Thank you! Unfortunately, “powerful marketing” often makes it seem like there is a one size fits all for every problem under the sun. You have one program that’s supposedly perfect for fat loss, another one for building a huge deadlift, and another one for maximizing protein synthesis for your flexor digitorum longus. (I joke).  The problem with this all-or-nothing approach is it’s not true. There is no best. There is no one size fits all. The training itself is really simple. You need to lift for strength and performance and progressively overload your body to improve. All quality programs are predicated on that basic premise. Tweak exercises to fit other activities outside the gym and reinforce proper movement patterns, whether you’re a golfer or just trying to look great naked. Diet is similar. You can lose fat on high carb, low carb, moderate carb, with fasting, or any number of diets out there. The key is a caloric deficit and quality food. “Fancy” marketing makes it difficult to see that fitness is predicated on principles that are adapted to your specific goals, not a one size fits all approach.

4. What are the biggest barriers you run into with helping clients to make changes in their habits and do you have any advice for people to help break these barriers?

This may sound harsh, but the biggest thing I notice is a lack of commitment and accountability. If someone gets a program for free, they’re likely to follow it for a bit, then jump to the next “hot method.” Rinse, repeat. Rinse, repeat. This is a vicious cycle most people fall into because they don’t have any skin in the game. Coaching changes this. When you have a good coach, they leverage their years and countless hours of experience to help you see what you’d miss when looking in the mirror. They’ll create the ideal program. They’ll help you tweak it, adapt it, and understand what it takes to achieve success. And most importantly, because you don’t want to disappoint your coach and you’ll financially be invested into your success, you’re going to stick it out. Like it or not, where you spend your money can be a great indication of what you deem to be important. If you deem getting in the best shape of your life, sticking to your goals and staying accountable, then investing in a coach is well worth it.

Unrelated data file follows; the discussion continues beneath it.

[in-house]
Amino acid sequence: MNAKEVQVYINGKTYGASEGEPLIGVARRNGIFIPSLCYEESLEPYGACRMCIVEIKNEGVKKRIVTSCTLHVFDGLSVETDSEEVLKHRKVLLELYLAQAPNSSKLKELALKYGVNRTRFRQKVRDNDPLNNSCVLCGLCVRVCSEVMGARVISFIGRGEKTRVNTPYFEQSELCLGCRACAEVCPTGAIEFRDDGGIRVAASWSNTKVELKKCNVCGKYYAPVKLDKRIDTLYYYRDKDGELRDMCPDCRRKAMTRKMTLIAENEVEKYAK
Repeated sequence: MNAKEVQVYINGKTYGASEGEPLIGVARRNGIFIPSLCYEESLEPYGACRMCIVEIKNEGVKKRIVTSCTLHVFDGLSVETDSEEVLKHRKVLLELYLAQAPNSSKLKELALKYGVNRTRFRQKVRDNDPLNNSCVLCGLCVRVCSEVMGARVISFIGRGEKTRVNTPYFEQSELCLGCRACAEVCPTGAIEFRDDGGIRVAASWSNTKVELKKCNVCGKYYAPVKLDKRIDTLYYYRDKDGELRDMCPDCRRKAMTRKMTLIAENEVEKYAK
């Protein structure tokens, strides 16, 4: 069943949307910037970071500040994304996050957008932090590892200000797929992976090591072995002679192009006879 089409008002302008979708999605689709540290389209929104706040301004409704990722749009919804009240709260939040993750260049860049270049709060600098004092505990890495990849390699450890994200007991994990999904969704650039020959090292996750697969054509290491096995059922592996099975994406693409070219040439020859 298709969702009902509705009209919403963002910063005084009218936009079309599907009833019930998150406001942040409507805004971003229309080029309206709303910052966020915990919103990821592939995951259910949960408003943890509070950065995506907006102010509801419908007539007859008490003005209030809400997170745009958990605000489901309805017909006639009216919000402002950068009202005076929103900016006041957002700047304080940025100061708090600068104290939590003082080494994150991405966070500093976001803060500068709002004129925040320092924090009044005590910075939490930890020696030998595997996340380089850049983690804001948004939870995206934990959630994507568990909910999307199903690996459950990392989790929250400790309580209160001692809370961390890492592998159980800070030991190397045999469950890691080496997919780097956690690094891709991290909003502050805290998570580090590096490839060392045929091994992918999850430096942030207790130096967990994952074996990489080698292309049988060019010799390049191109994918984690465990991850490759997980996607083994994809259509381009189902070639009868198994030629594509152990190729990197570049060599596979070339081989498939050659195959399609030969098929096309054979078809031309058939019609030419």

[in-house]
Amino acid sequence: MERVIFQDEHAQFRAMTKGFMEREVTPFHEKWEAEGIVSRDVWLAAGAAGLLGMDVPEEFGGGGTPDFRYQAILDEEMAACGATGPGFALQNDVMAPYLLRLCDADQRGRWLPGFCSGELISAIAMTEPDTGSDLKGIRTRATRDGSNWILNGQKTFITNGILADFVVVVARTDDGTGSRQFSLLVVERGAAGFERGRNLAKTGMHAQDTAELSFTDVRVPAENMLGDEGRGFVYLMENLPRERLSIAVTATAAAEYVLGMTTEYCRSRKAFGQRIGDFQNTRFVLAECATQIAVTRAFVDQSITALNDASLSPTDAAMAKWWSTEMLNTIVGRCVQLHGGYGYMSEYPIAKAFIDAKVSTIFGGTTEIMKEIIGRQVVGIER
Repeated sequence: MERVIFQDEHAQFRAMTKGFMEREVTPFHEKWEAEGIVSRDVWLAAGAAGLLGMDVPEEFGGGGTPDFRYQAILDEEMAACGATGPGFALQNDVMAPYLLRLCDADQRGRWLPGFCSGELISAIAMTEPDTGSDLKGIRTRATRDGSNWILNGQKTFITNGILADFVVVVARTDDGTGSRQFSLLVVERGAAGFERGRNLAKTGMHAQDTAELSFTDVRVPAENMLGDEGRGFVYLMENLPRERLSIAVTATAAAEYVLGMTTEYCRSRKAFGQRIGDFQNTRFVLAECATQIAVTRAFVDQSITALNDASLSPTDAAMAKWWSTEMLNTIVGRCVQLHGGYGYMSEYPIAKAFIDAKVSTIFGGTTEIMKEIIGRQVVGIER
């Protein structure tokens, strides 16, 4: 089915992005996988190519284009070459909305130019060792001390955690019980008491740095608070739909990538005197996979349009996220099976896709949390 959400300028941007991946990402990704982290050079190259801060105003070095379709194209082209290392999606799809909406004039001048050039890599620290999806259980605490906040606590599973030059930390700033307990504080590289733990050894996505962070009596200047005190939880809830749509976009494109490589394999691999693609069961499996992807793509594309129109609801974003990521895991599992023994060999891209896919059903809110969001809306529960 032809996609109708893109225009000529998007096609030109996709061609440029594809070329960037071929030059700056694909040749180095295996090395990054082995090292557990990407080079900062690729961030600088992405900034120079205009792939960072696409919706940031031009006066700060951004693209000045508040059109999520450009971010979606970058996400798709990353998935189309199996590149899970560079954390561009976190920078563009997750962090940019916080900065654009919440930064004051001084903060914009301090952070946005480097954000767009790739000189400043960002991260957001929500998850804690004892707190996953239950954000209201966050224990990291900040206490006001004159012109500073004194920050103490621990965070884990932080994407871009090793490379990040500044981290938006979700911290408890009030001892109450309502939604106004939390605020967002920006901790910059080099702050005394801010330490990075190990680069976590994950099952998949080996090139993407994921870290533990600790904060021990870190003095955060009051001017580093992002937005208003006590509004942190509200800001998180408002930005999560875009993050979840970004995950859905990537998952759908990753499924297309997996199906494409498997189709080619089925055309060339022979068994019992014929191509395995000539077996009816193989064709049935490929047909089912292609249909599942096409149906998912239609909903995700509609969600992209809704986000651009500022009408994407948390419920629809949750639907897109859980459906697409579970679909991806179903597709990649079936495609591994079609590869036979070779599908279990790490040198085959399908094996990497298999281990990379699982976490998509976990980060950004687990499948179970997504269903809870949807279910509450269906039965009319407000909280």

5. What are the main pieces of advice you would give to someone looking to make changes in their weight and or body composition?

Keep it simple. Follow a proven plan, whether it’s 5-3-1, 5×5, or hire a coach. AIm to get stronger with the basics. The same principles that drove success generations ago will still work today. For body composition, track your food. In the business world, Peter Drucker once said: “what get’s measured get’s managed.” The same thing applies to any goal, such as getting leaner. Track your food for 60 days. DO it once. You’ll gain more knowledge regarding portion sizes, your habits, and where you need to improve.

6. What advice would you give someone who has limited time and resources to work out?